A Year in the Life of an Environmental Consultant – October 2015

A Year in the Life of an Environmental Consultant – October 2015

The latest update on my work as an environmental consultant.

For more information visit my website www.caroljdonaldson.co.uk

October 2015 – A pause in a busy year.

After the rush of September, then October was a time to take stock of our first year and prepare for the future.

We continued working with Medway Council and contractor, Ovendens to talk through the plans for Whitewall Drain, a freshwater channel which flows under a road and tunnel complex into the River Medway.

Bank slippage had caused damage to the headwall and a broken tidal flap beneath the road was allowing salt water to enter the drain at high tide.

tidal flow emerging from pipe

tidal flow emerging from pipe

This was causing damage to the biodiversity of the channel, as brackish water will kill freshwater fish and invertebrates and a build up of silt was reducing the capacity of the channel and could lead to flooding.

Ovendens plan to install Penstock structures, which will allow the channel flow to be controlled and should benefit the environment.

The quiet month gave time to review our first year in business and think about how we can continue to grow and improve the services we offer.

funding cuts over the last few years have prevented some local authorities and environmental charities from hiring full time staff. In addition many existing staff are now on short term or part time contracts. Although this may allow greater flexibilty it also makes staff retention difficult.

As a consequence landowners may deal with many different faces over a few years and this lack of continuity means that good relationships are not established.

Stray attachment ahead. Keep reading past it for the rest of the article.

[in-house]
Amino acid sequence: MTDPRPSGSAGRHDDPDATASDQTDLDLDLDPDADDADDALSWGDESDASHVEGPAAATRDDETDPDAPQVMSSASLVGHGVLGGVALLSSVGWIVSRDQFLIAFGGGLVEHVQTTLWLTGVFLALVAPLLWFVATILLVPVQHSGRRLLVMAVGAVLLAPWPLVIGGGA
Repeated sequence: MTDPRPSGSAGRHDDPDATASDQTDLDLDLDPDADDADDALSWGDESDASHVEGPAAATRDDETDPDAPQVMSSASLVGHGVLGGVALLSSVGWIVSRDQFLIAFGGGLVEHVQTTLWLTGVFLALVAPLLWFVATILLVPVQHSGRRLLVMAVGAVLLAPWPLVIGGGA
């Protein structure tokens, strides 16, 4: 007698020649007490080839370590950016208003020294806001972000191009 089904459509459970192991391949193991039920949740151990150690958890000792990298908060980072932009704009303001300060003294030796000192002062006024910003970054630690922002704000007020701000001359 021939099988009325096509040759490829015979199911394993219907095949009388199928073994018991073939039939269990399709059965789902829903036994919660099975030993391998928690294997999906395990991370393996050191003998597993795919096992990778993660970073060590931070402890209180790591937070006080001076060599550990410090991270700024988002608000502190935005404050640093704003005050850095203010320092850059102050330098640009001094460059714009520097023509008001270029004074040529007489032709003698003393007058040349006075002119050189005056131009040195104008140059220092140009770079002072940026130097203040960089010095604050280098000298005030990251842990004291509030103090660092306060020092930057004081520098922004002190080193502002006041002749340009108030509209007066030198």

Clients are now coming to us as a way to ensure that landowners will get to work with someone well qualified who they can get to know.

This is the case with our new role, which will see us working with landowners across North Kent on behalf of Natural England and the RSPB, delivering advice on managing land for breeding waders.

establishing good relationships with landowners is crucial in improving habitat for wildlife.

establishing good relationships with landowners is crucial in improving habitat for wildlife.

This flagship project seeks to turn the numbers of waders breeding on private land around from the current low and emulate the huge success of reserves in the area, which saw record numbers of lapwing this year.

While this trend of taking on fewer staff provides consultancies with opportunities it is not a sign of a healthy environmental job sector.

It is also a sad fact that, while more people than ever are coming out of college with qualifications in countryside management, entry level jobs are increasingly filled by volunteers or interns.

At Carol J Donaldson Associates we believe in helping young people get their crucial first paid steps in the industry and try to support young people in gaining essential experience. This is something we hope to offer more of as our client base grows.

We have no aims.

all creatures great and small. No targets to protect them at all.

all creatures great and small. No targets to protect them at all. Image – Carol J Donaldson

Did you know that the UK no longer has a Biodiversity Action Plan? Forgive my ignorance here but I didn’t. Despite the fact that I have worked in conservation for at least 15 years and spend day in day out at the coal face trying to protect our habitats and species then I didn’t know that all the aims and targets for the things I most care about had been swept away.